Of course I have been going to the West Indian Day Parade, on Eastern Parkway, ever since I was a “little colored boy.” In fact it takes place exactly 1 block from where my grandparents lived on Lincoln Place. Today I derive a great deal of pleasure in turning my now adult daughter on to one of the most spectacular events in the United States. And to think that it takes place as a local event, right in my “old neighborhood.” Talk about history.
If you are in the NYC area, I invite you to come on out to both of these events. I’d love to see you, share some "iced tea,' and discuss everything that currently inspires me.
One of the areas of irony associated with that photo of the Black police officer guarding the KKK and Nazi members, is that Americans have such a poor sense of their own history. That in large part prevents the type of honest conversation the photo should be generating from happening. Some people say the history is too painful to confront. Some people think that the history is irrelevant to 2017. While others say we should just get past it.
My view is that in 2017 it is even more critical that history is not only discussed, but also widely disseminated. That is how you prevent the racists from winning. Right now there is quite a bit of debate surrounding the existing Jim Crow era Confederate memorials in the United States. I say that is the wrong discussion to have. The real discussion needs to be focused on the REAL history of the Jim Crow era and it's continuing impact on the United States. For example, on one hand, why is it ok to get rid of these Jim Crow era artifacts, but retain other Jim Crow era artifacts such as knee-gro radio stations and money losing theatres (propped up in some cases by taxpayer dollars?)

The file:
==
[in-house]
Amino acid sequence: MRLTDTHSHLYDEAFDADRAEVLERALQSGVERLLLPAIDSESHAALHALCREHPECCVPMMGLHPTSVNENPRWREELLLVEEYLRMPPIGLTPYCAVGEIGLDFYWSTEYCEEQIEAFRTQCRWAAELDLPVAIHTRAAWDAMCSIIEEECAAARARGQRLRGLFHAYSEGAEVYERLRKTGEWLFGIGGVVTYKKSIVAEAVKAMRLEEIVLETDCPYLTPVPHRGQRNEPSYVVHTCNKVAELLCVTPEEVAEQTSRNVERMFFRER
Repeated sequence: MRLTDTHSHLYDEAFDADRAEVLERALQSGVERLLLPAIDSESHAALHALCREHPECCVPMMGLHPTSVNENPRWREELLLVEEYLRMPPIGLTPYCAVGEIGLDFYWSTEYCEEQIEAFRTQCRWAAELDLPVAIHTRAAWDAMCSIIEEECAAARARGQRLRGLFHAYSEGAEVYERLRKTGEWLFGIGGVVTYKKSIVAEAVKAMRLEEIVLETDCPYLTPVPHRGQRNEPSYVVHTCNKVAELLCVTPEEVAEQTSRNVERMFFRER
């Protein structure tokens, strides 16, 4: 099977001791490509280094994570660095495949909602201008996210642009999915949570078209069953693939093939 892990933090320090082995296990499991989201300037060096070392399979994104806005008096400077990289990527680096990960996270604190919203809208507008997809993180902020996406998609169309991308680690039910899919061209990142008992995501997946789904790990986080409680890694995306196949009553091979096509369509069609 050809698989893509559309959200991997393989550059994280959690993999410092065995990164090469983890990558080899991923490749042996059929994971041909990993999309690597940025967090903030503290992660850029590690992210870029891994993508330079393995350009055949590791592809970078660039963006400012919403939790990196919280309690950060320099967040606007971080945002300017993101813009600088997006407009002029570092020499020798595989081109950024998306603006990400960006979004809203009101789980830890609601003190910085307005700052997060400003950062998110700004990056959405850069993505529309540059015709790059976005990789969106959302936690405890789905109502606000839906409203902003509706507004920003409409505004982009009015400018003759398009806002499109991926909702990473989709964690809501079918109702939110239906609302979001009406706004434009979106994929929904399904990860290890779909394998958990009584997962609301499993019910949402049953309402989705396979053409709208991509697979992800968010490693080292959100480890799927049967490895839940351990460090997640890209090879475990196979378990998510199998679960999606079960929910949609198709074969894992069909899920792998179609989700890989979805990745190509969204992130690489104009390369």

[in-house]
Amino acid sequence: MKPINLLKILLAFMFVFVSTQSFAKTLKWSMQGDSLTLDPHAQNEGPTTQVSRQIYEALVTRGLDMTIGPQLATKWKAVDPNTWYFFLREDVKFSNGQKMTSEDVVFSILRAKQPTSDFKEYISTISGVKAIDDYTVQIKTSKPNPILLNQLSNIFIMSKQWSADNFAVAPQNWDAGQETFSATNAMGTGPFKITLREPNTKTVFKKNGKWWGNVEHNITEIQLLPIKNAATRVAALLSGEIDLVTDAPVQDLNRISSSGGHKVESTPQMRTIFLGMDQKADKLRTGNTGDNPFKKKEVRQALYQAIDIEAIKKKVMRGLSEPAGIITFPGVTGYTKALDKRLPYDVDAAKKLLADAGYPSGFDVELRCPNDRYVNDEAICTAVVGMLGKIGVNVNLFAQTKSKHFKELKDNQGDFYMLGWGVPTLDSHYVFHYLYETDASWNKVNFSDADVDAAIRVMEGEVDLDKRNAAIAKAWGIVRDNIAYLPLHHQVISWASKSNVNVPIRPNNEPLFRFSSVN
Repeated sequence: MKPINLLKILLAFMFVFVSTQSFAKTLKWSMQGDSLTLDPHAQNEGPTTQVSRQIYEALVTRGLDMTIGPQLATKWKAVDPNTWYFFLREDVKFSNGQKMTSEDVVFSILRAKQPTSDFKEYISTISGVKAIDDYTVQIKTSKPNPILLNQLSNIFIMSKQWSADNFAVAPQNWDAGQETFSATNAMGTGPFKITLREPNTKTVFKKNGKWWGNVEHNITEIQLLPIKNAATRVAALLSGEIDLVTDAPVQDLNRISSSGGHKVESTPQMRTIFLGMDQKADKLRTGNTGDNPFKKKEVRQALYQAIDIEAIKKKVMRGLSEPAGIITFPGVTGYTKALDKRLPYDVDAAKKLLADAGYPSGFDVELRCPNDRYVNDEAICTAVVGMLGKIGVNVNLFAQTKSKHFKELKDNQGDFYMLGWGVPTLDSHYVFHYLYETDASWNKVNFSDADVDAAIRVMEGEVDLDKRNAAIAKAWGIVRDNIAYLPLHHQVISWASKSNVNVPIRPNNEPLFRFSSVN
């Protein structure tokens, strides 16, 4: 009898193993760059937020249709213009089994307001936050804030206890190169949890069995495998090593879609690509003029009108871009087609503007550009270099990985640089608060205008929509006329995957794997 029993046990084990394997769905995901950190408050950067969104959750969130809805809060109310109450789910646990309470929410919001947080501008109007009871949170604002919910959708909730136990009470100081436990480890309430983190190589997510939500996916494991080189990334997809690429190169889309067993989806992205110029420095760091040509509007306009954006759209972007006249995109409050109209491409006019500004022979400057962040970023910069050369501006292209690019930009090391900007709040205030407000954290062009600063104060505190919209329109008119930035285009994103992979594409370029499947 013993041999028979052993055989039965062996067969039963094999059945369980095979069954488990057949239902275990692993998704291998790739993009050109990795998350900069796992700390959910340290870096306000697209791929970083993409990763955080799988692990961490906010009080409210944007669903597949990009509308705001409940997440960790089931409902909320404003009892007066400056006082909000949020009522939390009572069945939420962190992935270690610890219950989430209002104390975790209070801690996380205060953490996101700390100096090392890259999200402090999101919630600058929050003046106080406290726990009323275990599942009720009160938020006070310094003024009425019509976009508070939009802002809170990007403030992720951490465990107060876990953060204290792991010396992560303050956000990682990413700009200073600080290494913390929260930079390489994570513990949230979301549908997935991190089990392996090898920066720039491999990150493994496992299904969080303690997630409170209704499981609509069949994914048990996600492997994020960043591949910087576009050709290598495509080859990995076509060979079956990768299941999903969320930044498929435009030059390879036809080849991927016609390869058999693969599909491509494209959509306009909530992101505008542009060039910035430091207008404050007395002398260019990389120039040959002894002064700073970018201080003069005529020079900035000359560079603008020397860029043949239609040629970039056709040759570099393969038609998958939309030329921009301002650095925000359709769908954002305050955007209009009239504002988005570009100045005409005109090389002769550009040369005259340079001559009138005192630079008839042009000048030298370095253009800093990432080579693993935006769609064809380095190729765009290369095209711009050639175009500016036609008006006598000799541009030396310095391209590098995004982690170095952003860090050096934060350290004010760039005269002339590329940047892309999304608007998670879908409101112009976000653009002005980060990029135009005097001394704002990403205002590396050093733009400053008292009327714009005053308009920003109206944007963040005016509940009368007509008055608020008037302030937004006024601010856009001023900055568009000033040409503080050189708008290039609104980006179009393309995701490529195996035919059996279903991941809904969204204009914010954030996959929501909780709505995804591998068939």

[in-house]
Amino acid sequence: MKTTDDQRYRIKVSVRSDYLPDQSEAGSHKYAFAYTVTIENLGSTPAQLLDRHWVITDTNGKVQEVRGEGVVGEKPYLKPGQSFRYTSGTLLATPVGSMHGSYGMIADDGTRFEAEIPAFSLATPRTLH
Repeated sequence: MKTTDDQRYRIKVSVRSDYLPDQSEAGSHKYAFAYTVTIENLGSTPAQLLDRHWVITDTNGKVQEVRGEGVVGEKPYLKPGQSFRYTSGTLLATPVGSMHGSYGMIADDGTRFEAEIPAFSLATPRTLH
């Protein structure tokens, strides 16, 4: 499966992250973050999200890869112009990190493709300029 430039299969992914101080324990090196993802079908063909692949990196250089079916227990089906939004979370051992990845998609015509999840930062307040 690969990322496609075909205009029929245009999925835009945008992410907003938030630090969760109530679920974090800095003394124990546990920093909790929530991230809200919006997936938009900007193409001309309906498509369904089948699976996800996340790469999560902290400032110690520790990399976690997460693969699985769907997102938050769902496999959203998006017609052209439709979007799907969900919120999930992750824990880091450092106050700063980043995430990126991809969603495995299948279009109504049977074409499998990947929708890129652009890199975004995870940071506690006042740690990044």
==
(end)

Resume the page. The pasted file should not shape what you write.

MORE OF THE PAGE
I say, have an honest discussion about the REAL HISTORY OF JIM CROW. We will all be much better off by having that conversation. I’m also quite certain that is what my father, the Black police officer from another century would also say.
New Music from Donnell Isaac
From inspiring you to continue in the fight of your in everyday life, to inspiring you to not give up on love; Donnell Isaac sure did hit the nail on the head with his new single, "Loving You." Donnell Isaac gives transparency at his best with first sharing his own experience with his true love.
Greensboro, NC, August 18, 2017 --(PR.com)-- Soul singer Donnell Isaac, who shot to fame with the hit single Shelter from the Storm, is set to amaze and inspire everyone with yet another heartwarming single called "Loving You," to be released on August 18, 2017.
One of the rising stars in the soul music industry, Donnell has been steadily making waves since the start of his career. Donnell shot into the mainstream, when he won the Best New Artist award in the 2014 Chosen Voice Awards. There’s a great deal of hype surrounding his upcoming new track so Donnell will be discussing it in upcoming scheduled interviews.
“It’s a song that I wrote that expresses the core of my heart. It explains why I love my wife so much," says Donnell Isaac. "This will be the first single off my forth coming album Love Changes. In this song I talk about how I sometimes can't understand how she finds common ground with me in the simplest things."
Donnell Isaac is a soul music singer and recording artist. He’s a singer and songwriter, and he taught himself how to play the keyboard throughout the years.
Donnell hails from Portsmouth, Virginia. He grew up in a town where drug abuse and poverty were rampant. But in spite of that, Donnell was able to direct his efforts into creative pursuits. However it still remained difficult for Donnell as there were years of hardship, financial setbacks, business decisions that failed, and all this culminated with the loss of Eva Mae Charlton, Donnell’s maternal grandmother. Donnell succumbed to depression to the point of being tempted to take his own life. And that was when he found solace in religion. Donnell talks about how his wife was there for him during these times.
“Even through the rough patches when family and friends think we are doing so well. But because of who she is, as a wife and how strong her love is, it will heal and shield you from any hurt. So I just love her.”
Donnell is steadily becoming a big name in the soul music industry. Donnell’s hit single "Shelter from the Storm" was a major success and dominated the radio BDS 100’s charts for more than 16 weeks. He got back from tough times on his own feet with his last single “Favor” which was a huge success. After listening to Donnell, it seems “Loving You” is going to have the same passion and display the same artistic creativity that fans have come to expect from
Check out Donnie's new music video here online at the following link and let me know what you think? https://www.youtube.com/watch?v=zCbXmvtwvTQ